30 years ago, War and Hockey came together
I will never forget the date: Dec 24th, 1990
I had been in the Navy for just over 3 years and was reporting to my second ship, the USS Mobile Bay (CG-53). After 6 days of travel with stops in LA, Alaska, Japan, Okinawa, the Philippines, Diego Garcia, and Bahrain I arrived in Dubai along with 20 others going to the USS Midway. Needless to say, I was slightly exhausted, a little nervous, and just a bit disoriented. I was to be part of the largest armada to be assembled since August of 1945.
Now you might be wondering “what this has to do with hockey?” This period was 30 years ago during the buildup called Desert Storm. A guided-missile cruiser has space for about 400 sailors. I was new and I knew no one. Along with that, we were in an Arab country, preparing for war. I was days short of my 22nd birthday and my sphincter was as tight as it could get. I was taken down to engineering control to meet some of my new shipmates. The first thing I saw was a fire Ax and sledgehammer that had their handles wrapped like a hockey stick. I asked about the handles and was told one of the Damage Controlmen had done it. Thus, I was introduced to a small group of hockey fans that were in my department and a few others on the ship including our chief Corpsman who we affectionately call “Doc”. Doc got The Hockey News in the mail when we got it and he would let us see it after he was done.
Brett Hull chases 50 in 50
Brett Hull was tearing up the league scoring goals left and right and was on the verge of becoming just the 5th person to score 50 goals in 50 games. My love of the Blues and this mouthy sniper were becoming quickly known throughout our small community of fans. The guys would look for articles and newsreels about the Blues or Hull and ensure I got a copy. Thus, hockey and Hull became my escape from reality for just a few moments each day.
So, while this might not seem like a big deal to most people, we were preparing to enter a minefield and the threat of a gas attack was extremely high. In the days after the New Year, we spent countless hours training for a mine strike or gas attack. While most 18-to-25-year-olds are in college or going to frat parties, we were wearing gas masks every day and going to the battle station multiple times. My mental state was slightly out of whack.
The few times I could get a hold of the news or a magazine that talked about the Golden Brett I was able to escape to the Arena. I could hear my fellow blue-natics cheering and counting every goal. I could see the towel man throwing his wares to the roaring crowd after Tom Calhoun’s deep voice announced each tally. Brian Sutter had created a scoring monster in Hull while at the same time saving me.
Being an Engineer in the Navy meant I spent much of my time below the waterline. My watch station was in one of the engine rooms, which are the largest and widest spaces on the ship and the likeliest of places for a mine to hit, just as one had exploded in the engine room of the USS Ruben James just a year earlier. Every time I heard something bounce off the side of the hull, I was ready for the worst. During these long repetitive days, mail call was a welcome relief.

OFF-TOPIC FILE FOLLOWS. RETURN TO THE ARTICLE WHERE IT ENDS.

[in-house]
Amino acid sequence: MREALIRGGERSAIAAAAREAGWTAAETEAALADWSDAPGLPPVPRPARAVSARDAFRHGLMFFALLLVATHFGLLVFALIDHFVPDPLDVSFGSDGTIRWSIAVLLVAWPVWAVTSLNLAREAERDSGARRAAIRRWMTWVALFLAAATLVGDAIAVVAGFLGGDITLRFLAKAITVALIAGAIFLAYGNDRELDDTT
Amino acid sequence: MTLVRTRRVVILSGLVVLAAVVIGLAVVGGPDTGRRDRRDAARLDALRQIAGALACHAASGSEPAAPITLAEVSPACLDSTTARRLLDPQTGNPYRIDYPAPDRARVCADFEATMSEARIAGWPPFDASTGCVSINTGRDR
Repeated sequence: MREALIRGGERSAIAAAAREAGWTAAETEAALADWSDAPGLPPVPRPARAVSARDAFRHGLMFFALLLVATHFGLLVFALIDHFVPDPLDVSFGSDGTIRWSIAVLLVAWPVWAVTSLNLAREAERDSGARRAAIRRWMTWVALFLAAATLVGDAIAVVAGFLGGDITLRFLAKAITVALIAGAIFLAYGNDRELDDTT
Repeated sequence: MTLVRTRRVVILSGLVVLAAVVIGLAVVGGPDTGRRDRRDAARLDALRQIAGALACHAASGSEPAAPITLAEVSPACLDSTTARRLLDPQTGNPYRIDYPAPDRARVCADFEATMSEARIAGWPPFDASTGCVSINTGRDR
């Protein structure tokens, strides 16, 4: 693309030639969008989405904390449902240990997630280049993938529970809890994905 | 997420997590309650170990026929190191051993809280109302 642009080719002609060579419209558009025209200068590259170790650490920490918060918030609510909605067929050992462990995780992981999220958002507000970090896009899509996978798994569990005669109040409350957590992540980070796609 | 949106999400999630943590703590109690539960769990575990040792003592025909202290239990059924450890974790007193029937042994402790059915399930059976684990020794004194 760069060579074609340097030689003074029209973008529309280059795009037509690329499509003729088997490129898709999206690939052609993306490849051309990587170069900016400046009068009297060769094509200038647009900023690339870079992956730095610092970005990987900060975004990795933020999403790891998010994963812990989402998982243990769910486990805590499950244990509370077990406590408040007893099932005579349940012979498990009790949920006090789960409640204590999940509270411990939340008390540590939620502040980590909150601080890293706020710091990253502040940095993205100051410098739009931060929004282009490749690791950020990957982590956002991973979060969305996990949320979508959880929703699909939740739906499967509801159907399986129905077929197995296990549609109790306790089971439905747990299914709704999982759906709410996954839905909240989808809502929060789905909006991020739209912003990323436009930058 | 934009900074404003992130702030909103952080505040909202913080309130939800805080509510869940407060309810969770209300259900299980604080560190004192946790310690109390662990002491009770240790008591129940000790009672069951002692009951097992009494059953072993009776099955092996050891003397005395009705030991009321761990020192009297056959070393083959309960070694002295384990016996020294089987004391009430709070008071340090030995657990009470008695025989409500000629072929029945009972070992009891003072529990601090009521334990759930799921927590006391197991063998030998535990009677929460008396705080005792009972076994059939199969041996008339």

Looking for Brett Hull Hockey News
Knowing that while I did not receive mail, many of my hockey friends would get magazines or newspapers. You must remember this is long before the internet helped change the way we are informed. Back during Desert Storm and Desert Shield, Flipper did not deliver. We would get mail via helicopter or a type of underway replenishment about once a week. The teletype or ticker has it was known became our best friend and source of news. These news rolls were distributed around the ship and it could take days for you to get one. One of the Junior Radiomen was a fan, and he hid a sports reel in an overhead compartment in our gathering place called Mobile Hall. I would normally check this spot about 4 AM each morning when I was coming off watch.
Just before I would try to get a few moments of sleep before the next day began, I could transport myself into one of the great barns of the ’90s. Where I slept was also under the waterline and my feet were just mere inches from the hull. A gas mask at my back and firefighting flash gear around my neck. However, when I closed my eyes, I was banging on the glass calling the ref a blind asshole, and seeing the puck leap off of the Golden One’s silver tongue. Brett’s one-liners were sharper than a katana. These precious moments cemented my love of everything hockey and included another 28 years of heartbreak until June 12th, 2019.
So yes, I have a special connection to the great St. Louis Blues teams of the past and I now use the same internet that I did not have, to broadcast the BlueNote Fan Report. So, when I say Hockey saved me, I mean Hockey helped get me thru that minefield and many other rough spots in my life.
Guy “Hawaii Blues Fan” Bensing
Cover Image: Stltoday.com